Brain-damaged police officer to return to HK
Brain-damaged police officer Jacky Chu Chun-kwok, who is being treated in Guangzhou, is expected to be moved back to Hong Kong next year, but his family is worried that local hospitals will not be able to provide adequate care.
The family's concerns echo those of Fok King-hee, father of a 12-year-old vegetative boy, who made an e-mail complaint to Chief Executive Donald Tsang Yam-kuen last month about the state of medical care for brain-damaged patients. Doctors believe Mr Chu, 34, who remains in a semi-vegetative state, has benefited as much as he can from the treatment he has been receiving, his mother, Lee Lai-hing, said.
Mr Chu suffered brain damage from loss of blood after he was stabbed in the neck while on patrol in Cheung Sha Wan in July 2005.
He was moved to the Guangzhou General Hospital of the Guangzhou Military Command last September at the request of the family and helped by the Hong Kong Police Force.
After a year of treatment, Mr Chu can now drink soup and eat mashed food, slowly and with help. His limbs are also not as stiff as before. But Ms Lee said he could still not recognise people.
She said the family planned to take him back to Hong Kong early next year.
Mr Chu's wife, Choi Yin-ping said she was worried that the Hong Kong public hospitals would be unable to give good enough rehabilitation and care to her husband.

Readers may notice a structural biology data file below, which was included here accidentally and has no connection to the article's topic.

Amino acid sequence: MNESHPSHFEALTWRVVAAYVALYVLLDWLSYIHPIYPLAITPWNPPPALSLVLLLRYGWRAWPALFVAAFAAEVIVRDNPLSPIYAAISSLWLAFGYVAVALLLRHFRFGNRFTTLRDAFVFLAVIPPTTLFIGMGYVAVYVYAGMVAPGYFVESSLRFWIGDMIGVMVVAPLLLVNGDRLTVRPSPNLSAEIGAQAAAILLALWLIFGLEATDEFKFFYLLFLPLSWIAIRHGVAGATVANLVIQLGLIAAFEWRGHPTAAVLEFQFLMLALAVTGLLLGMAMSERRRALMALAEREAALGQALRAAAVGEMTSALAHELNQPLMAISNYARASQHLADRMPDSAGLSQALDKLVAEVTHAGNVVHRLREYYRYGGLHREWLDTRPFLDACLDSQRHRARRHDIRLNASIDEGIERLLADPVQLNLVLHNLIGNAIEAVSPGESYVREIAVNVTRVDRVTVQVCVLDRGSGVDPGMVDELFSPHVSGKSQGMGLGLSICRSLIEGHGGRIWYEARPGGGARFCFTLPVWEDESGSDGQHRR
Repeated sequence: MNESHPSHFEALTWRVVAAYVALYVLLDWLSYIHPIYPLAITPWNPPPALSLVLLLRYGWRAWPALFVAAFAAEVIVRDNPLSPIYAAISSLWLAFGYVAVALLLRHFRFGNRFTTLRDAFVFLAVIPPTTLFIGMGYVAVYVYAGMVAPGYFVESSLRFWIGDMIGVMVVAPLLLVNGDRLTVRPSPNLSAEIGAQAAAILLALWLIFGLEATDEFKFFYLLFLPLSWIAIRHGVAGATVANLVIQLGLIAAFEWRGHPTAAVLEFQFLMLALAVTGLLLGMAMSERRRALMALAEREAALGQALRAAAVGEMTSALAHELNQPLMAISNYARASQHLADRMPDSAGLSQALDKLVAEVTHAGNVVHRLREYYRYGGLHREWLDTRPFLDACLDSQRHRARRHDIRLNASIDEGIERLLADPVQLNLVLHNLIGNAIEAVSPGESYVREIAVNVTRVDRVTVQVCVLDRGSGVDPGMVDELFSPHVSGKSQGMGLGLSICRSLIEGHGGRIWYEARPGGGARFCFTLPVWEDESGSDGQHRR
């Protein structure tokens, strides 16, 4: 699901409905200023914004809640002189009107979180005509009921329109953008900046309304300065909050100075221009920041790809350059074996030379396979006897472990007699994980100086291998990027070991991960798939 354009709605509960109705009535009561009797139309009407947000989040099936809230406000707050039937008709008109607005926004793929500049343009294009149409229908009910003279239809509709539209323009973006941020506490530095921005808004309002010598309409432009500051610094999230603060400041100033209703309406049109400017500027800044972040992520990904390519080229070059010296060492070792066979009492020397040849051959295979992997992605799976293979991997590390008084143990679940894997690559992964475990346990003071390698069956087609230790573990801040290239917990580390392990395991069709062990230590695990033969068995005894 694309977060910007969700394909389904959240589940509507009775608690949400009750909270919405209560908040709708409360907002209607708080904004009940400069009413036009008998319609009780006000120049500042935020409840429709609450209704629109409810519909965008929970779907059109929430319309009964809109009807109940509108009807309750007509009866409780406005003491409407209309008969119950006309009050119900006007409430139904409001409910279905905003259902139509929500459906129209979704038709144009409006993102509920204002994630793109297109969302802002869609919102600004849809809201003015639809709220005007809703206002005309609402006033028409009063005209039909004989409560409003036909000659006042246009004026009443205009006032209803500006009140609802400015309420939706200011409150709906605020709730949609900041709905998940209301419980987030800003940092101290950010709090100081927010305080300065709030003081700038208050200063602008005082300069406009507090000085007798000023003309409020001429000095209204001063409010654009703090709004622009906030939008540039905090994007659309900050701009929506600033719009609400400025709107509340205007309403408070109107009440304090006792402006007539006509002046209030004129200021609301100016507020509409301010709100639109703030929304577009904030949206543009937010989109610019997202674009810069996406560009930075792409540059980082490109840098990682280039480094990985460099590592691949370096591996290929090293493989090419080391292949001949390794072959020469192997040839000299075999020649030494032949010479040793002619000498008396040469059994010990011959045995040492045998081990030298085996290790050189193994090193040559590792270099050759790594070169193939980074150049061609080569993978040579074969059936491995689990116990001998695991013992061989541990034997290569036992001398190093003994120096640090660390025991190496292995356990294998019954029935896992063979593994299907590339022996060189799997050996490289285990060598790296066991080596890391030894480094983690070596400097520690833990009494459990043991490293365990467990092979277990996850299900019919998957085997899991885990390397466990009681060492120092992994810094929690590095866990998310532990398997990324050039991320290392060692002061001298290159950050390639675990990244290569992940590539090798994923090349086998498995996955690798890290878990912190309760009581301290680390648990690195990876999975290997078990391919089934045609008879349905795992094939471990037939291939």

In Guangzhou, Mr Chu receives about 10 sessions of hyperbaric oxygen therapy a month, two hours of physiotherapy a day, and daily acupuncture and massages. But in Hong Kong, he used to receive only five to 10 minutes of physiotherapy a day and no hyperbaric therapy, Ms Choi said.
'In the past, I've always distrusted the mainland hospitals. But now I sometimes regret that I had not sent my husband to the mainland for rehabilitation earlier,' she said.
Ms Choi urged the Hospital Authority to improve care for brain-damaged patients. She is planning to arrange for her husband to stay in a public hospital after he is moved back to Hong Kong, and will take him home after their flat is renovated to meet the needs of a disabled person.
She is considering hiring two domestic workers to help take care of Mr Chu.
'I would rather spend more money looking after him at home, rather than leaving him in the hospital. The rehabilitation services in public hospitals are poor,' Ms Choi said.
Ms Choi, Mr Fok and six other families of brain-damaged patients will meet Hospital Authority chief executive Shane Solomon on Thursday next week to press for better care for brain-damaged patients.